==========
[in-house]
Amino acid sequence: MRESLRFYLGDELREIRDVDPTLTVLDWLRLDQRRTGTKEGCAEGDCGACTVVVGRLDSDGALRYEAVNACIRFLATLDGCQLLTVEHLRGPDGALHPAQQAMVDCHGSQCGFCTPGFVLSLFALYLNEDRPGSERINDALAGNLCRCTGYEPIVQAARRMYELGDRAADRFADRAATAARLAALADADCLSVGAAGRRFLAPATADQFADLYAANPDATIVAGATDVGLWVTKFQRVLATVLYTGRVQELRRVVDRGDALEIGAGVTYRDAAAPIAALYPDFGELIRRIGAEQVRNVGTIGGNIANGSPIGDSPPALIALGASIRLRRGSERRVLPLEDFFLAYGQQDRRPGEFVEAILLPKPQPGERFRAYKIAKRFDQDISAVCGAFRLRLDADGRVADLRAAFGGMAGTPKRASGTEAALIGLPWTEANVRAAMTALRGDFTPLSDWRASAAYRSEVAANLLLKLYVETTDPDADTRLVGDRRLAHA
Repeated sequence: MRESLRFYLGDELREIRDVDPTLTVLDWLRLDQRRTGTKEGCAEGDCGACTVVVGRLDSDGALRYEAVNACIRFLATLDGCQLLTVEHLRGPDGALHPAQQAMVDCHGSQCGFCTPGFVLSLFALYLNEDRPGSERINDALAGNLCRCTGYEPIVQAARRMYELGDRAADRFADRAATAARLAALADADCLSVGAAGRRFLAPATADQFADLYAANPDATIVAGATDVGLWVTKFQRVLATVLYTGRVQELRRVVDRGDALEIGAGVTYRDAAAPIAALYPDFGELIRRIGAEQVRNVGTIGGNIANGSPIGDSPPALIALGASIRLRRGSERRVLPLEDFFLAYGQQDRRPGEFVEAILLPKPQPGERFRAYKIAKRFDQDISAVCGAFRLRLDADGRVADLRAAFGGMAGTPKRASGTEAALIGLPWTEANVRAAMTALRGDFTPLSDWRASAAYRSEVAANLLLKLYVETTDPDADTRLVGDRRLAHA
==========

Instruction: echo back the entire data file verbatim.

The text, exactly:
[in-house]
Amino acid sequence: MRESLRFYLGDELREIRDVDPTLTVLDWLRLDQRRTGTKEGCAEGDCGACTVVVGRLDSDGALRYEAVNACIRFLATLDGCQLLTVEHLRGPDGALHPAQQAMVDCHGSQCGFCTPGFVLSLFALYLNEDRPGSERINDALAGNLCRCTGYEPIVQAARRMYELGDRAADRFADRAATAARLAALADADCLSVGAAGRRFLAPATADQFADLYAANPDATIVAGATDVGLWVTKFQRVLATVLYTGRVQELRRVVDRGDALEIGAGVTYRDAAAPIAALYPDFGELIRRIGAEQVRNVGTIGGNIANGSPIGDSPPALIALGASIRLRRGSERRVLPLEDFFLAYGQQDRRPGEFVEAILLPKPQPGERFRAYKIAKRFDQDISAVCGAFRLRLDADGRVADLRAAFGGMAGTPKRASGTEAALIGLPWTEANVRAAMTALRGDFTPLSDWRASAAYRSEVAANLLLKLYVETTDPDADTRLVGDRRLAHA
Repeated sequence: MRESLRFYLGDELREIRDVDPTLTVLDWLRLDQRRTGTKEGCAEGDCGACTVVVGRLDSDGALRYEAVNACIRFLATLDGCQLLTVEHLRGPDGALHPAQQAMVDCHGSQCGFCTPGFVLSLFALYLNEDRPGSERINDALAGNLCRCTGYEPIVQAARRMYELGDRAADRFADRAATAARLAALADADCLSVGAAGRRFLAPATADQFADLYAANPDATIVAGATDVGLWVTKFQRVLATVLYTGRVQELRRVVDRGDALEIGAGVTYRDAAAPIAALYPDFGELIRRIGAEQVRNVGTIGGNIANGSPIGDSPPALIALGASIRLRRGSERRVLPLEDFFLAYGQQDRRPGEFVEAILLPKPQPGERFRAYKIAKRFDQDISAVCGAFRLRLDADGRVADLRAAFGGMAGTPKRASGTEAALIGLPWTEANVRAAMTALRGDFTPLSDWRASAAYRSEVAANLLLKLYVETTDPDADTRLVGDRRLAHA